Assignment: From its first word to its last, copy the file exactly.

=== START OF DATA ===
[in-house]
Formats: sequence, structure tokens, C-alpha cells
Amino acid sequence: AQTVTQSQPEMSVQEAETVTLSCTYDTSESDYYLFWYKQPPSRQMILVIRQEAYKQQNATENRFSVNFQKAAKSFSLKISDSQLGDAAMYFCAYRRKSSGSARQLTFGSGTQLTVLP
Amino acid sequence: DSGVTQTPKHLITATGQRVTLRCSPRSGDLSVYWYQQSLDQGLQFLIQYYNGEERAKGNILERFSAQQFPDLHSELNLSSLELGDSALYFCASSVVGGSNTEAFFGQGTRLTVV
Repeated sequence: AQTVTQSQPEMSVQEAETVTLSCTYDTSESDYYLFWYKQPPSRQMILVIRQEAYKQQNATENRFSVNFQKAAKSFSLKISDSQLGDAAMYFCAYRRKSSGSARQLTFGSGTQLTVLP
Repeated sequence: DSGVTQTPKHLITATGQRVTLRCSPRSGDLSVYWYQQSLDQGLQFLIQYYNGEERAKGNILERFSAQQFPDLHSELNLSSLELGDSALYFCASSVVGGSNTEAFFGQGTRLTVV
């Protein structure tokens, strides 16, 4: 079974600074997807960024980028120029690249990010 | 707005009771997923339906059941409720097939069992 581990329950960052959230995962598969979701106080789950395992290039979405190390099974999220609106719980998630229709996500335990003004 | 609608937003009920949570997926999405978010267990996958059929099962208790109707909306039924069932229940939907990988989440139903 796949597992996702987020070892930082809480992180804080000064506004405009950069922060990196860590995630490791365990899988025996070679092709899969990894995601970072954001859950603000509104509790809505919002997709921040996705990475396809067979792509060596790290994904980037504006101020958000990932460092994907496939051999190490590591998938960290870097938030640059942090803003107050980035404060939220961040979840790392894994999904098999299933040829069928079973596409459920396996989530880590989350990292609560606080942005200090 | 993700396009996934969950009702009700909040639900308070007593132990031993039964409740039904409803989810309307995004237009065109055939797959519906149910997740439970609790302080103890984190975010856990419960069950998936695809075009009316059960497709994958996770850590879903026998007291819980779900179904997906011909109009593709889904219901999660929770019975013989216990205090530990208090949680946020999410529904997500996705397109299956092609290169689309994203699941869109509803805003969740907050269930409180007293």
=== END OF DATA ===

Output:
[in-house]
Formats: sequence, structure tokens, C-alpha cells
Amino acid sequence: AQTVTQSQPEMSVQEAETVTLSCTYDTSESDYYLFWYKQPPSRQMILVIRQEAYKQQNATENRFSVNFQKAAKSFSLKISDSQLGDAAMYFCAYRRKSSGSARQLTFGSGTQLTVLP
Amino acid sequence: DSGVTQTPKHLITATGQRVTLRCSPRSGDLSVYWYQQSLDQGLQFLIQYYNGEERAKGNILERFSAQQFPDLHSELNLSSLELGDSALYFCASSVVGGSNTEAFFGQGTRLTVV
Repeated sequence: AQTVTQSQPEMSVQEAETVTLSCTYDTSESDYYLFWYKQPPSRQMILVIRQEAYKQQNATENRFSVNFQKAAKSFSLKISDSQLGDAAMYFCAYRRKSSGSARQLTFGSGTQLTVLP
Repeated sequence: DSGVTQTPKHLITATGQRVTLRCSPRSGDLSVYWYQQSLDQGLQFLIQYYNGEERAKGNILERFSAQQFPDLHSELNLSSLELGDSALYFCASSVVGGSNTEAFFGQGTRLTVV
């Protein structure tokens, strides 16, 4: 079974600074997807960024980028120029690249990010 | 707005009771997923339906059941409720097939069992 581990329950960052959230995962598969979701106080789950395992290039979405190390099974999220609106719980998630229709996500335990003004 | 609608937003009920949570997926999405978010267990996958059929099962208790109707909306039924069932229940939907990988989440139903 796949597992996702987020070892930082809480992180804080000064506004405009950069922060990196860590995630490791365990899988025996070679092709899969990894995601970072954001859950603000509104509790809505919002997709921040996705990475396809067979792509060596790290994904980037504006101020958000990932460092994907496939051999190490590591998938960290870097938030640059942090803003107050980035404060939220961040979840790392894994999904098999299933040829069928079973596409459920396996989530880590989350990292609560606080942005200090 | 993700396009996934969950009702009700909040639900308070007593132990031993039964409740039904409803989810309307995004237009065109055939797959519906149910997740439970609790302080103890984190975010856990419960069950998936695809075009009316059960497709994958996770850590879903026998007291819980779900179904997906011909109009593709889904219901999660929770019975013989216990205090530990208090949680946020999410529904997500996705397109299956092609290169689309994203699941869109509803805003969740907050269930409180007293």